In 2015, we took in and cared for nearly 4,000 animals, and so far in 2016, we are on target to care for as many, if not more. Many of these animals receive shelter, care, and medical treatment as they wait to find their forever home through BCHS adoption services.
We have expanded our efforts to find permanent homes for adoptable animals by participating in a number of off-site adoption events and by housing adoptable animals at PetSmart Monaca (Beaver County), PetSmart New Castle (Lawrence County), PetSmart Cranberry and Petco Cranberry (Butler County), as well as our newest partner Pet Valu in Wexford (Allegheny County).
Adoptions have more than doubled – from 963 in 2013 to a record 1,972 in 2015. This is particularly impressive given that the number of animals taken in by the shelter during this time increased by 20% and the euthanasia rate decreased by nearly 50%.
By proactively working to promote and advocate for the adoption of pets, improving progressive life-saving measures, and implementing new programs and initiatives, our euthanasia rate is becoming comparable to that of a no-kill (also known as a limited-access) shelter, resulting in many more lives saved.
Other animals benefitted from low-cost rabies clinics and microchipping or were returned to their homes through BCHS pet lost and found services.
We also serve as a community resource, providing free education programs, operating a pet food bank, and providing owner-requested End of Life services.
We have seen an increase in investigating all too frequent cases of animal abuse or neglect and 20 municipalities now depend on us to provide animal control services. Like all non-profits and businesses, we are an ever-evolving organization, and we are proud to now be viewed as a resource center for animals and animal welfare issues.
For calendar year 2016, our shelter operates on an efficient budget of $1.2 million and employs 11 full-time and 15 part-time people. We receive no financial operating support from donations made to any regional or national animal welfare organizations, and we are not directly funded through local, state, or federal tax dollars. Instead, we accomplish all that we do solely through the philanthropic support of the community – your help and that of other invaluable stakeholders in the Beaver County Humane Society.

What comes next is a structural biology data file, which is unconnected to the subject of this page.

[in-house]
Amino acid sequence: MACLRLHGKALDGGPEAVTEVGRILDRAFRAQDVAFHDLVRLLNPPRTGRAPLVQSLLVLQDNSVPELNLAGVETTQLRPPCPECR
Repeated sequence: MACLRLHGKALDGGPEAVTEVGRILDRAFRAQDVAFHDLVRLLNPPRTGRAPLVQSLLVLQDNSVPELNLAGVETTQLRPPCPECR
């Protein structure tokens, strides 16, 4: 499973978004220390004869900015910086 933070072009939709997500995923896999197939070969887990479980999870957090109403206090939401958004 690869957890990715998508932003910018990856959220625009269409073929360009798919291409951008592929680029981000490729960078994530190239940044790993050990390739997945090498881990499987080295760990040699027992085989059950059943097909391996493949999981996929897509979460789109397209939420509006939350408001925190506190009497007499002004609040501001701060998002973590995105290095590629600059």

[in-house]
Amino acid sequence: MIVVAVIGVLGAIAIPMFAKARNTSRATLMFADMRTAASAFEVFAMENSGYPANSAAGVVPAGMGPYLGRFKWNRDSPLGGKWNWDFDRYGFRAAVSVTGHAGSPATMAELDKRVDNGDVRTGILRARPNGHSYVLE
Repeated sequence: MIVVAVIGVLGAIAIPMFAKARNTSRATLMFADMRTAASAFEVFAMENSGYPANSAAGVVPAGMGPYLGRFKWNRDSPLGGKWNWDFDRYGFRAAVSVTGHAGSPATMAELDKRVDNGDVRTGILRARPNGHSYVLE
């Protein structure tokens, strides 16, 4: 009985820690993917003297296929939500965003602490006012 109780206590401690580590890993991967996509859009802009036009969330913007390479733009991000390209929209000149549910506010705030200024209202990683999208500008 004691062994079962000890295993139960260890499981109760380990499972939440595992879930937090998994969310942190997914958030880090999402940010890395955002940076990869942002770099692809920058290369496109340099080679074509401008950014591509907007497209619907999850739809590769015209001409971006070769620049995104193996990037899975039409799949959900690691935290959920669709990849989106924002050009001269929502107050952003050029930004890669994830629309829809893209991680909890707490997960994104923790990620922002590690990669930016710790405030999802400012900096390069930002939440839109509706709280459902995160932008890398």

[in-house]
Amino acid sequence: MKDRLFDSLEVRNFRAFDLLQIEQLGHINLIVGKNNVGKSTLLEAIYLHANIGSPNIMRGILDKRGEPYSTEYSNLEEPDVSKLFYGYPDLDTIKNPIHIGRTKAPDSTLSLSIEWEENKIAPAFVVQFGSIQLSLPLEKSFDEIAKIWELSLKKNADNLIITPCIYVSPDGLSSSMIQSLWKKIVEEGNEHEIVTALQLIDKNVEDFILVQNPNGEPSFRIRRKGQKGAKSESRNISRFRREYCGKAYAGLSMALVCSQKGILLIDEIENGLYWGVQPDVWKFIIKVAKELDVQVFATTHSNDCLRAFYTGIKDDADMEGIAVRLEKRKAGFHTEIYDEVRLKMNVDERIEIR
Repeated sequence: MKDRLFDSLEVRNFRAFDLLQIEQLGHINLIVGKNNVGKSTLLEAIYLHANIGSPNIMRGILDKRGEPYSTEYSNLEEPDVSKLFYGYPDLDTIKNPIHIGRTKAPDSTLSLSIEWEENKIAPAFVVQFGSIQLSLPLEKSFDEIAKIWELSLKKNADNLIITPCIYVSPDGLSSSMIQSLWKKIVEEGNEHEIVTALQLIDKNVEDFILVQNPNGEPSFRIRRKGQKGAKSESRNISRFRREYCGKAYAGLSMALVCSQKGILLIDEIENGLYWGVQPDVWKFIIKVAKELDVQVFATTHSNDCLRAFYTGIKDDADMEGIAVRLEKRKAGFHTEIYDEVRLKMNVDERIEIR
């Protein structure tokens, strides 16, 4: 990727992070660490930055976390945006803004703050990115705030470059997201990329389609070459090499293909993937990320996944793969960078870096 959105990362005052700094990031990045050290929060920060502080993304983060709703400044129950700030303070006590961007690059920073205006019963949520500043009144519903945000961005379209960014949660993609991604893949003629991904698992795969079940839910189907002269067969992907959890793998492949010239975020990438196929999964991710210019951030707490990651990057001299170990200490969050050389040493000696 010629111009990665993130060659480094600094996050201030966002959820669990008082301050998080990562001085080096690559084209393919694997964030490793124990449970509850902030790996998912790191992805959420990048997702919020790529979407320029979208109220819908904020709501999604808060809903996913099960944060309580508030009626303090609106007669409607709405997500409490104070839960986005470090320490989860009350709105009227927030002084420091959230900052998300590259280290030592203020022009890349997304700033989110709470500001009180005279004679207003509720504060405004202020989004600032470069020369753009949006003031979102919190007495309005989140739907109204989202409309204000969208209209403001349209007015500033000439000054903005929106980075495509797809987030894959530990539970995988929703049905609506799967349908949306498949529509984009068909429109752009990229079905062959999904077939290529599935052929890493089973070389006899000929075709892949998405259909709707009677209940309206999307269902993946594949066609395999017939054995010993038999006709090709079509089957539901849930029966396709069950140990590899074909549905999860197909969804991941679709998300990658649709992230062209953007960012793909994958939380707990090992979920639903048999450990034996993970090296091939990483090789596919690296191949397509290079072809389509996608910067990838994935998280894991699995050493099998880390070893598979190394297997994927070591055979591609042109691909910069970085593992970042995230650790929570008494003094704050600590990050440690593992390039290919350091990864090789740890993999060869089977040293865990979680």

As we strive to meet our mission, BCHS is now facing a revenue shortfall after learning of a 75% decrease in one of our largest and longest-standing sources of support – a grant from Beaver County. The grant was cut from $50,000 to $13,000 for 2016. This is a huge hit to our already tight budget and could mean less help is available for the animals in need.
We do need your help. Please know that we view this current shortfall as a “bump in the road” and are developing numerous strategies to ensure long-term fiscal stability. We will be sharing these strategies in the near future.
For now, we make this special appeal and ask you to please consider making a special donation to get us through this unexpected deficit we face in the short term. Any amount you decide to donate – no amount is too small – will be very much appreciated and will make a difference in the lives of the animals we serve. We hope that you are as excited as we are about the improved benefits and positive change we are providing the community and will want to sustain our progress by helping us through these tough times.
We are deeply grateful for your support. We are all truly thankful for your devotion to the animals. Your gift today is the gift of life for countless animals in need.